The first game on the afternoon of Semi-final Saturday was an all-Canadian affair. Now, this is tennis and not hockey or curling, so it is unusual to be saying that. This was an historic day in Canadian tennis history. There were two Canadians in a Masters tournament semi-final for the first time in history. It would see world number 13 Milos Raonic face off against number 71 Vasek Pospisil. These two young guys are Canada’s male tennis heroes. Because two Canadians were meeting in a semi it guaranteed that one Canadian will be in the final. More history as that has not happened since 1958. Raonic is only 22-years-old and Pospisil is 23, so it seems like bright times ahead for Canadian tennis. Final bit of history was that with a victory in the semis Raonic would be the first Canadian male tennis player to make it to the Top 10.
Going into the game Raonic had the pressure on his shoulders as he was the higher ranked player. He would have to control his emotions due to all this pressure. The two have a long history despite their young age as they have been playing each other since early in their teens. Both players trained in Montreal, but that is where the similarities end.
Support for the two from the crowd was great all week. Pospisil had become a darling for the crowd as is very emotional on the court letting it all hang out. In this way, as well as others, these two players are very different. Raonic’s game is about power, while Pospisil is about speed, defense and athleticism. The 6’5” Raonic has the ace lead in the tournament and doesn’t mix up his serves very much. Just goes for the big bombs most of the time, which is alright when you routinely serve over 200 km/h. Raonic gets extra pop on serve and forehand due to long arms. Due to this length his big serve seems effortless. It is the rest of his game that needs some polishing. His coach has been working on getting him to be more aggressive and come to net more often. Pospisil came into the tournament on a good run after having won a Challenger series tournament in Vancouver last week and his first win earlier this week over a Top 10 player (Tomas Berdych).
The atmosphere in almost full Uniprix Stadium was electric. It was a nice afternoon. Sunny, a little windy, but not humid. Vasek Pospisil would serve first. It was a good first game for him as he got 3 aces showing that Raonic is not the only one with a strong serve. He did not look overly nervous. It was a quick first service game for Raonic for 1-1.
The first break opportunity came in the 3rd game for Raonic courtesy of a couple of double faults for Pospisil. The Vancouver native held on with an ace to win the game and go up 2-1. Just like polite Canadians would Raonic returned the favour and Pospisil had a break opportunity. It was a long game, but Raonic managed a hold for 2-2.
The only break of the first set came in the next game. Once again it was a long game with Raonic gaining a couple of break opportunities. Finally, on a great return off a Pospisil 2nd serve Raonic gains the break for 2-3. The rest of the set went by with each man holding serve fairly easily and Raonic winning the 1st set 6-4 in 47 minutes.
In the 2nd set the swirling wind started to play with some of the shots. Both players are embracing the moment and seem to be enjoying themselves, though sometimes with the stoic Raonic it is hard to tell.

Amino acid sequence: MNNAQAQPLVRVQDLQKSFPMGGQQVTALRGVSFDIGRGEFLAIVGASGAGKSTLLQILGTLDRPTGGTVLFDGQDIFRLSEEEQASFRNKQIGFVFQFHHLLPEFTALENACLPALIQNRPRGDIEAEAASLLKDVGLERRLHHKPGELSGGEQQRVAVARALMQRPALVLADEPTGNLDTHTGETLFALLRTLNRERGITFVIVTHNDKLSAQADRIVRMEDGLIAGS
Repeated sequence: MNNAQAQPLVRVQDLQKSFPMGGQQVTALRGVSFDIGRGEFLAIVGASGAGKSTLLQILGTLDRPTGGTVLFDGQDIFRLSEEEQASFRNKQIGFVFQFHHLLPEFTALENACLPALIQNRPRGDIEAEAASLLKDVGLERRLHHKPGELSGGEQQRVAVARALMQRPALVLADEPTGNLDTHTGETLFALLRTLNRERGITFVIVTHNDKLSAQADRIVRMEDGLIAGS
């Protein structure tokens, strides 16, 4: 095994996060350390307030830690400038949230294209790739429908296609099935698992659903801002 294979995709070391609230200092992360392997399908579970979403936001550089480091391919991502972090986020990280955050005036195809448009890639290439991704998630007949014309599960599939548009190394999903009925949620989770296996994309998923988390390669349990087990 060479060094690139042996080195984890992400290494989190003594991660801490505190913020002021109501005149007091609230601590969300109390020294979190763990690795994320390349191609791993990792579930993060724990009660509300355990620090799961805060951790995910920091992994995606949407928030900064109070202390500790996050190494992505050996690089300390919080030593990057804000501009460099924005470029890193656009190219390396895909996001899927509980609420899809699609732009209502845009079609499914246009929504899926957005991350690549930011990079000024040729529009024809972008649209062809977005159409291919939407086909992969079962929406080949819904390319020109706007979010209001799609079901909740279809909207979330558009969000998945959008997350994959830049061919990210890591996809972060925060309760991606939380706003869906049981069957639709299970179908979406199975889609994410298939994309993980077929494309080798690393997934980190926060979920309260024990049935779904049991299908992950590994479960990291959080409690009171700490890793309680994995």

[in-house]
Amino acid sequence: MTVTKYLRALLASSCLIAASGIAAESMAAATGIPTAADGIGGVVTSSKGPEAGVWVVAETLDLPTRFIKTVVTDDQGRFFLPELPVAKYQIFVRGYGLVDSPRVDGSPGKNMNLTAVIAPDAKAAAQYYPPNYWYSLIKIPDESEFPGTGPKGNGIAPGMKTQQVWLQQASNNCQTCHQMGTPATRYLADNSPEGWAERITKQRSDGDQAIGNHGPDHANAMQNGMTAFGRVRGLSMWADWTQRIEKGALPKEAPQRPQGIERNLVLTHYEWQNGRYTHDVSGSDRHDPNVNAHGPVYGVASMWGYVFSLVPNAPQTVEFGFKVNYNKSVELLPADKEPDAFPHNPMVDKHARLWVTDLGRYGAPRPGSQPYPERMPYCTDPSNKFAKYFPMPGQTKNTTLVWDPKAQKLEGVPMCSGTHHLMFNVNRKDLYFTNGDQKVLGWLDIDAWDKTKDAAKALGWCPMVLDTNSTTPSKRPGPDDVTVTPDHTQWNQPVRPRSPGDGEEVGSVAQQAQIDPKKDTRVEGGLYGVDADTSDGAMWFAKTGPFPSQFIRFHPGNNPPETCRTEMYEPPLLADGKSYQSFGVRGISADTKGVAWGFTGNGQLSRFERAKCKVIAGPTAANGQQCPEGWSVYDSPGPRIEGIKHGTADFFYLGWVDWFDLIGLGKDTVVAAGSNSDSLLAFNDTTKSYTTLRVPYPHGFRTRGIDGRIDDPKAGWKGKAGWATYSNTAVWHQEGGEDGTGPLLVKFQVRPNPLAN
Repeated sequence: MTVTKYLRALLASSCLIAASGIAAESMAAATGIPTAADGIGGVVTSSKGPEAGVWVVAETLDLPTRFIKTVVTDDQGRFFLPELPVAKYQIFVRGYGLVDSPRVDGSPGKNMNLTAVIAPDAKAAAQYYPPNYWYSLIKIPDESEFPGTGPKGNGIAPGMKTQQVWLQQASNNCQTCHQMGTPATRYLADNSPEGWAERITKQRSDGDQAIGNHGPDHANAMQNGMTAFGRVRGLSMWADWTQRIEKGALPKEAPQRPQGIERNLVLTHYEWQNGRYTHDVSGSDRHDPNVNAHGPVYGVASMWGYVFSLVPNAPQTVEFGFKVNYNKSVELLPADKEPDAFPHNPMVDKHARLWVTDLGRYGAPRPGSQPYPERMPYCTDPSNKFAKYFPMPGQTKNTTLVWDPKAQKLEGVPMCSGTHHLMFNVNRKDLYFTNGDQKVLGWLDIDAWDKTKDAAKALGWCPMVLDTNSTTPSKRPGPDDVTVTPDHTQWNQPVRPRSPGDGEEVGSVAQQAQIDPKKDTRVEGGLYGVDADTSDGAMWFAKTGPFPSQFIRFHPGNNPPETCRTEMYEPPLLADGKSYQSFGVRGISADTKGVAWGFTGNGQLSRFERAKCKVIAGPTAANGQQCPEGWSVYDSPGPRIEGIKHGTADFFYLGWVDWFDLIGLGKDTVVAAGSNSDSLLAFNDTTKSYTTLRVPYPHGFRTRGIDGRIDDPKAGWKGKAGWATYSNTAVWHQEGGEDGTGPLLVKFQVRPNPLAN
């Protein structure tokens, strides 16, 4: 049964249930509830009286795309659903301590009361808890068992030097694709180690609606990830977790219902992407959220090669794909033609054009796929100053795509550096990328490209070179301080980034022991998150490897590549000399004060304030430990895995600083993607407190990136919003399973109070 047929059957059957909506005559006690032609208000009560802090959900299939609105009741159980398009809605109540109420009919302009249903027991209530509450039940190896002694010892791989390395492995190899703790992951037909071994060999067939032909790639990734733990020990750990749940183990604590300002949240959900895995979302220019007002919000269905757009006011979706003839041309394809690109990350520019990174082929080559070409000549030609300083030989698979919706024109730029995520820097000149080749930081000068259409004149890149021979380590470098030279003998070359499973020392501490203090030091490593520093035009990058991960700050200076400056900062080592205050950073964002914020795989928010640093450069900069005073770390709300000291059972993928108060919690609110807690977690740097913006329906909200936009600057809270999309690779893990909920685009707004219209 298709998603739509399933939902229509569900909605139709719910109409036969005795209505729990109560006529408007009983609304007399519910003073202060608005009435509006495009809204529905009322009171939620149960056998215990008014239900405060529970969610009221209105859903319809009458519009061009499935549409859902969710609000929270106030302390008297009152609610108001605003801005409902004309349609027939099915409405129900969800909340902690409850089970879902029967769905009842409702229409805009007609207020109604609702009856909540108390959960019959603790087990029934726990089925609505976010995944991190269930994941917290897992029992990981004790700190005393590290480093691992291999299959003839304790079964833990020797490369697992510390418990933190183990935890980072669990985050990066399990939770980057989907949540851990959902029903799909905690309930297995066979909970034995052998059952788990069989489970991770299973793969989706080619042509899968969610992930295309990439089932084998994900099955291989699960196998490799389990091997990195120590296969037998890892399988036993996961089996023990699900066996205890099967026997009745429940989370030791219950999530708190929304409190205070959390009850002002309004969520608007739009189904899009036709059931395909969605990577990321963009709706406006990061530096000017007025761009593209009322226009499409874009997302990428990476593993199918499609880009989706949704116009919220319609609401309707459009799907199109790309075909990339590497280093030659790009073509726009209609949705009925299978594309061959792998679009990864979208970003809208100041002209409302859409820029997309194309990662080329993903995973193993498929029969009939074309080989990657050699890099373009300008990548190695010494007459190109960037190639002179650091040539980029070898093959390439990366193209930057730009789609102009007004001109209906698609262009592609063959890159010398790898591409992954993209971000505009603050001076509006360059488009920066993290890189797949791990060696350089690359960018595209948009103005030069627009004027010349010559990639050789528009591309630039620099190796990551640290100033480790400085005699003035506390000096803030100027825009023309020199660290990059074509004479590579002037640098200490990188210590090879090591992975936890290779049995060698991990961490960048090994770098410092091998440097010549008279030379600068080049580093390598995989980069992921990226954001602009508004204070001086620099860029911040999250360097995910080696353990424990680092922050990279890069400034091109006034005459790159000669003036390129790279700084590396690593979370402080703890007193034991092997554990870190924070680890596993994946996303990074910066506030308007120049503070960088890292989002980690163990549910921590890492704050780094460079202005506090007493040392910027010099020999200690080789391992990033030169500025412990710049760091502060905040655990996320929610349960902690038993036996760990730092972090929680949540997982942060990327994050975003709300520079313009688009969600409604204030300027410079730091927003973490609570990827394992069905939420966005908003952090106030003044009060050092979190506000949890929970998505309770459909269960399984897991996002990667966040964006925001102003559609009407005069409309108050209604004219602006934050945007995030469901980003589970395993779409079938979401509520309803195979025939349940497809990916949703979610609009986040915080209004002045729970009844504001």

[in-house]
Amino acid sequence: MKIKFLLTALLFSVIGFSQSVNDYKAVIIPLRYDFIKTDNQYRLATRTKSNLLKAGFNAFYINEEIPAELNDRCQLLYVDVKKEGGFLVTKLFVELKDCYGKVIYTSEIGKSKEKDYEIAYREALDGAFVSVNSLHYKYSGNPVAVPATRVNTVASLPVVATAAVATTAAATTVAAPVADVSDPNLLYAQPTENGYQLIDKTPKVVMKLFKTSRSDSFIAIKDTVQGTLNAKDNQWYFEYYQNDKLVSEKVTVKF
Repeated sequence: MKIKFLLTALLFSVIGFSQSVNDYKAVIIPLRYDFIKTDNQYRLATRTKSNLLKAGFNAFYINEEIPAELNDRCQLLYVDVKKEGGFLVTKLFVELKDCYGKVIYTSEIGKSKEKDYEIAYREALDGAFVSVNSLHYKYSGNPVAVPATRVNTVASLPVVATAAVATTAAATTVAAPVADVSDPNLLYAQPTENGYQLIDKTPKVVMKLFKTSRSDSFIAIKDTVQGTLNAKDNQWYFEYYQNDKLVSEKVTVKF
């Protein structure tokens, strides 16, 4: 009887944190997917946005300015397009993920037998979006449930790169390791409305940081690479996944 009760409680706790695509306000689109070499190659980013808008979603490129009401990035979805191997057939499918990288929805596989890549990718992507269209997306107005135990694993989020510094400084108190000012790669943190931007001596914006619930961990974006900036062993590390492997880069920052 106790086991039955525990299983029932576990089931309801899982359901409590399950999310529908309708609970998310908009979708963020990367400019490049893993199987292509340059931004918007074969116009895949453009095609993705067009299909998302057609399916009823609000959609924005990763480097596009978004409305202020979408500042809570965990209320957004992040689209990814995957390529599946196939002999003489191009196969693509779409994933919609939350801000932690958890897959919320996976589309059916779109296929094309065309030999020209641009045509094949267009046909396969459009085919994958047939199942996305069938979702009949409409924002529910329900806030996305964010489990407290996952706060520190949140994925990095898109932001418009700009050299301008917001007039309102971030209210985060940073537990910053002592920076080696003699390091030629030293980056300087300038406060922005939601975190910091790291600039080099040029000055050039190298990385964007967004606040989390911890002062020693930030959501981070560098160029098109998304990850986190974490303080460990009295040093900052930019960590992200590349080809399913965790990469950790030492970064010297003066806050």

As well as Raonic played in the 1st set is as lousy as he played in the 2nd. He easily held serve to begin and then in another long game he broke Raonic in the 2nd. Pospisil followed that up with a solid hold for 3-0. The 2nd set went more quickly as you might have expected with two big servers. Pospisil once again broke Raonic to go up 5-1 and then the best point of the match so won it for him on his service game. The crowd was getting what it wanted – 3 sets.
After having lost the 2nd set in a horrible fashion 6-1, Milos Raonic took a bathroom break. After the match he admitted that he went into the bathroom and let out all the emotion that he had been bottling up inside of him. Pace is key to Raonic and when things are going wrong he likes to step away and refocus. Or in this case, let it all out. It seemed to work for Raonic as he started off set number 3 with 2 aces and an easy hold.
As the set wore on and each man held serve it was becoming more and more obvious that who was going to blink first in the 3rd in deciding set would win. That blink did not happen over the first 12 games. Each man held serve to 6-6. We were not done yet as there was going to be a tiebreak.
Surprisingly it seemed like the more experienced Raonic tightened up in the tiebreak. His serve was even off. I’ve never seen him serve that badly in his entire career. It was 3-3 when the two changed ends.
Tennis is sometimes a game of inches and moments. This is what happened next. In what seemed like to be mere moments Raonic earned a mini break on Pospisil’s next serve to go up 4-3, split his two serves for 5-4 and then broke Pospisil on both of his next two serves for a 7-4 tiebreak victory.
Milos Raonic had earned a spot in his first Master tournament finals after a 2:16 semi-final win of 6-4, 1-6, 7-6 (7-4). Showing how much this meant to him he jumped for joy after the win.
Despite the fact that he was really upset after the game (some reported that he left the court in tears), Pospisil had a great week. He had already moved into the ATP Top 40 with his run at this tournament. He was now officially the first Canadian male in the ATP Top 10. On the other side of the court Pospisil showed his talent and with it he should keep moving up the ranking. Go Canada!